Standing Up to HIV-Related Stigma – A Shared Responsibility

Original Publishing date: 01-18-2019
Publisher: HelloClue
Author: Nicole Telfer, Science Content Producer; and Jen Bell, Former Writer at Clue


Stigma surrounding HIV and AIDS is persistent and it can negatively affect the health and well-being of people living with HIV and their caregivers. It discourages some individuals from learning their HIV status, accessing treatment, or staying in care.  This year, the theme being ‘Global Solidarity, Shared Responsibility”, let’s promise to fight stigma and the discriminations caused by it.

Stigma comes from misinformation. Many people still believe in myths which date back to the emergence of the AIDS epidemic in the 1980s.

Some popular myths as per the article are:

Myth : “HIV and AIDS are no longer an important issue”

The World Health Organization (WHO) estimates that 36.9 million people around the world are HIV positive, with 1.8 million new infections in 2017 alone.

Myth : “I shouldn’t have sex with someone who has HIV”

That’s up to you : HIV positive people who consistently and properly take their ART medications can lower their viral loads so much that it can reduce the chance of transmitting HIV to another person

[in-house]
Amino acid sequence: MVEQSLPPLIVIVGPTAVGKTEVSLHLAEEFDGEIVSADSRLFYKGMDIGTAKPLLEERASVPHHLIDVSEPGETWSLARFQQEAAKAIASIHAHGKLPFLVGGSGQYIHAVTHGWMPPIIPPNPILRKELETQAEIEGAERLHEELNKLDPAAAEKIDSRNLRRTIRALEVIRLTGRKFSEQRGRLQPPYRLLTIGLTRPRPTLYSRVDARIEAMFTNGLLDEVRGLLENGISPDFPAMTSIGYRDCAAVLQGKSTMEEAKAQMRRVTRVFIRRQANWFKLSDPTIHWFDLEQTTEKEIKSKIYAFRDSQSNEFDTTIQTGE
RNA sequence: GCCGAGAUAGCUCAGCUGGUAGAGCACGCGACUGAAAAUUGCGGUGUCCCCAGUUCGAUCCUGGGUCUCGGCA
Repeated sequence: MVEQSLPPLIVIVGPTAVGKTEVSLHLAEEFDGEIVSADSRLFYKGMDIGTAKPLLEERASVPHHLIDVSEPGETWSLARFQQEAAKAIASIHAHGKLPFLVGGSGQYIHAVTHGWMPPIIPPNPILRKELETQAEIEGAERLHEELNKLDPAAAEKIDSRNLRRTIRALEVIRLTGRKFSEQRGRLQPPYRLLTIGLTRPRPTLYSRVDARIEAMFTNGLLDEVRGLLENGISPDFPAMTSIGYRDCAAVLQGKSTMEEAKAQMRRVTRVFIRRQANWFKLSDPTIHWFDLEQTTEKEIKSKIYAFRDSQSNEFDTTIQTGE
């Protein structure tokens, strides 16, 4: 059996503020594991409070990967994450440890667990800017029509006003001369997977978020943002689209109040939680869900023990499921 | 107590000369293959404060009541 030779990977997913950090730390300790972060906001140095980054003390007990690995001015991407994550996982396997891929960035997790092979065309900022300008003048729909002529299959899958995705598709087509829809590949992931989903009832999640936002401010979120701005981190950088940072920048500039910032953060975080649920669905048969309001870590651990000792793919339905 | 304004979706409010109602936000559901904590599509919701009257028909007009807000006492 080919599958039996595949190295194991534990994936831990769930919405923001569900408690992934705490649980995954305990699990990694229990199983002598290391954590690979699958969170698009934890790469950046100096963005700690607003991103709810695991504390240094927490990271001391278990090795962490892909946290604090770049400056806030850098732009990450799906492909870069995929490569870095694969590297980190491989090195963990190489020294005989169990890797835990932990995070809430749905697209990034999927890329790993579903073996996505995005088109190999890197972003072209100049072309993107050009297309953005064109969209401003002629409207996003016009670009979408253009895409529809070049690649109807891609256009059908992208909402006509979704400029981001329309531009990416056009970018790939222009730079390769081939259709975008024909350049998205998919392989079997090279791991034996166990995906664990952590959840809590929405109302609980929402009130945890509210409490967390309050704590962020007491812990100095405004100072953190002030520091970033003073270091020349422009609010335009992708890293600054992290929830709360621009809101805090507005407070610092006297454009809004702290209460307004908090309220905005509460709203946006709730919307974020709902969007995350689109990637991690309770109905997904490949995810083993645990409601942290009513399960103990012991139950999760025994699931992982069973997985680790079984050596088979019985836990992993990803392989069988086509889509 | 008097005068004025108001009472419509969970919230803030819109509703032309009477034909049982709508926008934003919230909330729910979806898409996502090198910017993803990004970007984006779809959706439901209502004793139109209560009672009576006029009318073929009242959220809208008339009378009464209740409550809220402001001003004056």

Myth : “HIV and AIDS are always associated with death”

With advances in treatment and preventive care, rates of HIV infection, AIDS, and related deaths are decreasing overall. There is no cure for HIV, but improved medications are helping more people to live longer.

Myth : “HIV only affects certain groups of people”

HIV doesn’t discriminate. People can contract HIV as babies during birth or breastfeeding, as well as through blood transfusions, sex, or sharing needles.

Myth : “HIV can be transmitted via sneezing, toilet seats, or shaking hands”

HIV is transmitted through the exchange of certain types of bodily fluids including: blood, semen, breast milk, and vaginal fluids.

How we can end stigma?

  1. Educate healthcare workers
  2. Protect the privacy of people who are HIV positive
  3. Remove travel restrictions
  4. Support people living with HIV to work through internalized stigma
  5. Improve the status of women
  6. Listen to people living with HIV
  7. Fight inequality and discrimination

To read the full article click here:’t-over-and-here-is-how-you-can-help

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